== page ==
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Tuesday, 29 May 2018
Billy Joel - An Innocent Man (1983)
Released August 1983
Recorded at Chelsea Sound Studio, New York City
After 1982's somewhat controversial and questionably patchy release in "The Nylon Curtain", where Billy Joel tried, with varying results, to channel his inner John Lennon, he was back, two years later, trying to evoke the vibe of the doo-wop era of the late 50s/early 60s, in particular Frankie Valli & The Four Seasons.
It was a far more commercially successful and accessible album than its often introspective, angry and, at times, plain weird predecessor. Kicking off with the upbeat and harmonious "Easy Money", we then get a real Joel classic in the sad yearnings of "An Innocent Man", with is beautiful vocal. "The Longest Time" is one of the most "doo-wop" of the tracks, great harmonies abound and a killer chorus, while "This Night" sees Joel stealing a riff from Beethoven, so to speak, for the chorus. "Tell Her About It" is a more down and dirty, slightly blues-influenced upbeat rocker.
"Uptown Girl" sees Joel in full rich girl/poor guy mode and doing his best Frankie Valli falsetto. Unsurprisingly, it was a huge number one hit. "Careless Talk" is a fifties-influenced slower rock n roll number, while "Christie Lee" goes into full saxophone-driven rock n roll. "Leave A Tender Moment Alone" is a romantic "slowie" with an appealing harmonica solo from guest blower Toots Thielemans.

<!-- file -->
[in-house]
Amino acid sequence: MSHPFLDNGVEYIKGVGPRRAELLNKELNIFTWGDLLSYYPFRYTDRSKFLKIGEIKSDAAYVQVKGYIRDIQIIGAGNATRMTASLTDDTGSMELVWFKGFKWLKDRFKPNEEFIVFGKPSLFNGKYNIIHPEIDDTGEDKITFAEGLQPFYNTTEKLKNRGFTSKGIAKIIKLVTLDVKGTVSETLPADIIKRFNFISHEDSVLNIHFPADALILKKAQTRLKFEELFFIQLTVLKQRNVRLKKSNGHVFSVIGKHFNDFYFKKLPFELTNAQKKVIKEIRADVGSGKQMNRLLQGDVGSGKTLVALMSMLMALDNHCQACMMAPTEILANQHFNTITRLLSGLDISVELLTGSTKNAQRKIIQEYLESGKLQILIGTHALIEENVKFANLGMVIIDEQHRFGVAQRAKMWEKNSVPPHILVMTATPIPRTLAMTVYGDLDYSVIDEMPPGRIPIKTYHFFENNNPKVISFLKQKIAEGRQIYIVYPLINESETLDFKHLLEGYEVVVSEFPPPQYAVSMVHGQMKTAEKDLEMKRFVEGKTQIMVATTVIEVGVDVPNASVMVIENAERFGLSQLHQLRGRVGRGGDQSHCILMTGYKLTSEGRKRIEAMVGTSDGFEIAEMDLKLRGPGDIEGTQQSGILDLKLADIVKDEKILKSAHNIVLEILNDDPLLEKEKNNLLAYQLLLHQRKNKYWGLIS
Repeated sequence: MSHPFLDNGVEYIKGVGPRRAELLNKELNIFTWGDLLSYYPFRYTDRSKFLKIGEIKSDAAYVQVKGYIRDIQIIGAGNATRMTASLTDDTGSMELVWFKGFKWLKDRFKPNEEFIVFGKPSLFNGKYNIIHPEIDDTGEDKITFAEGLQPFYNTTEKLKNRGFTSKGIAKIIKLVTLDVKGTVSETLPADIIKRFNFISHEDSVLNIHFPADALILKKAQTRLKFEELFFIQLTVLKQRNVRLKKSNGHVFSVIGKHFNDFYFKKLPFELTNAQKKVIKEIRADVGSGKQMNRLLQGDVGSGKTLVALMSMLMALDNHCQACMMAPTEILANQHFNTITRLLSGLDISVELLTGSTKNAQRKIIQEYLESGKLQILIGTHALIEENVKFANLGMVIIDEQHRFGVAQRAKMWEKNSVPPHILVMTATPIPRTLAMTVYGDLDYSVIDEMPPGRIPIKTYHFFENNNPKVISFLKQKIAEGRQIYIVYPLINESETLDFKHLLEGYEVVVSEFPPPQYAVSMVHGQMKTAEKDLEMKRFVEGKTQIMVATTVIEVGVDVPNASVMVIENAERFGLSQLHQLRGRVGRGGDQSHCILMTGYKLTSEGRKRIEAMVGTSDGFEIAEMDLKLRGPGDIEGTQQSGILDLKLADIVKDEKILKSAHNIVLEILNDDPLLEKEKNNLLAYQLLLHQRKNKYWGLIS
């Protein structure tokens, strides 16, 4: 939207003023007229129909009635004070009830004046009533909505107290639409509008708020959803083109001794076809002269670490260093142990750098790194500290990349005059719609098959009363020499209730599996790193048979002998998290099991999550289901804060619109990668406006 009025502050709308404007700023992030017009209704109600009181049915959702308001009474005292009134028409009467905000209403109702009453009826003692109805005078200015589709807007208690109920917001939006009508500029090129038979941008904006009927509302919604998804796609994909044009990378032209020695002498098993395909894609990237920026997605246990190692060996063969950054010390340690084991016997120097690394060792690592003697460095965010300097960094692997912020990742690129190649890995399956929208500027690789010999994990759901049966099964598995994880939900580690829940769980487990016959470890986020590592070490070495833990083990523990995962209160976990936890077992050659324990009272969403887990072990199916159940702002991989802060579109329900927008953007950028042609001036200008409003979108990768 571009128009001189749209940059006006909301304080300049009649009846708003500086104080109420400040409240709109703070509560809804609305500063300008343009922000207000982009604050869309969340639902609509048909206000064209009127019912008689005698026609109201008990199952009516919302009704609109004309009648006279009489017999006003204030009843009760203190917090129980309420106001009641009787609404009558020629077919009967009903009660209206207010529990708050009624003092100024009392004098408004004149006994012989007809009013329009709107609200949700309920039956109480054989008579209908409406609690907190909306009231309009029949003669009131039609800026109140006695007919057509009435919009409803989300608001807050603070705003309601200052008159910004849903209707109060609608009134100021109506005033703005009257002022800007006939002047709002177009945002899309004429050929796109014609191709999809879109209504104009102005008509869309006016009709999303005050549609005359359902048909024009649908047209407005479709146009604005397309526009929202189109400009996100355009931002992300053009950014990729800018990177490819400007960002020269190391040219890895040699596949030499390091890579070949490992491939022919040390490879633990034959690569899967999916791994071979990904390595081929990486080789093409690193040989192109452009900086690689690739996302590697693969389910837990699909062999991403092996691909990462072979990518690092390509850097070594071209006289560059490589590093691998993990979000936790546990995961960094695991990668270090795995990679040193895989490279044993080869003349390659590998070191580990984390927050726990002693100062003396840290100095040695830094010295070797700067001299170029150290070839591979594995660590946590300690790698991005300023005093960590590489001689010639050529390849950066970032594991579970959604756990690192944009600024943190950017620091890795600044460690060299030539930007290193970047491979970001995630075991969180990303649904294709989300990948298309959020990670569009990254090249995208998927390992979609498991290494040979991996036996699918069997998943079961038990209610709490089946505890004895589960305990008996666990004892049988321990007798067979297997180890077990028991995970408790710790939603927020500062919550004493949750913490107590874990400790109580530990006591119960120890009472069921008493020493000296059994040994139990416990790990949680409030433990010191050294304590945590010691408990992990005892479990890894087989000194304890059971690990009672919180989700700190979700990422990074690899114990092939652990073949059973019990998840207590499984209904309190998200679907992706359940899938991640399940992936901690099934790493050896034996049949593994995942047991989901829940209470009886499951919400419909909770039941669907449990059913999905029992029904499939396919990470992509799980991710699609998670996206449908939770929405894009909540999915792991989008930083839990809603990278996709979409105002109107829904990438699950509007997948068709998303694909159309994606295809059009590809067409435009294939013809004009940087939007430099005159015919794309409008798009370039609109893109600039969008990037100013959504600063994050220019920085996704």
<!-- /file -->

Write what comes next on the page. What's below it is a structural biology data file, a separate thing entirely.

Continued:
The album ends with one of its most attractive songs in "Keeping The Faith" - an evocative throwback to the fifties Joel grew up in with all sorts of contemporary cultural references thrown in.Yes, "The Nylon Curtain" takes much longer to get into, this album is more more instant, and, consequently a bit more disposable. A bit like "Born In The USA", "Brothers In Arms" or "Thriller". I have to admit I listen to other Billy Joel albums a lot more. Not to denigrate it, though, it is a good one.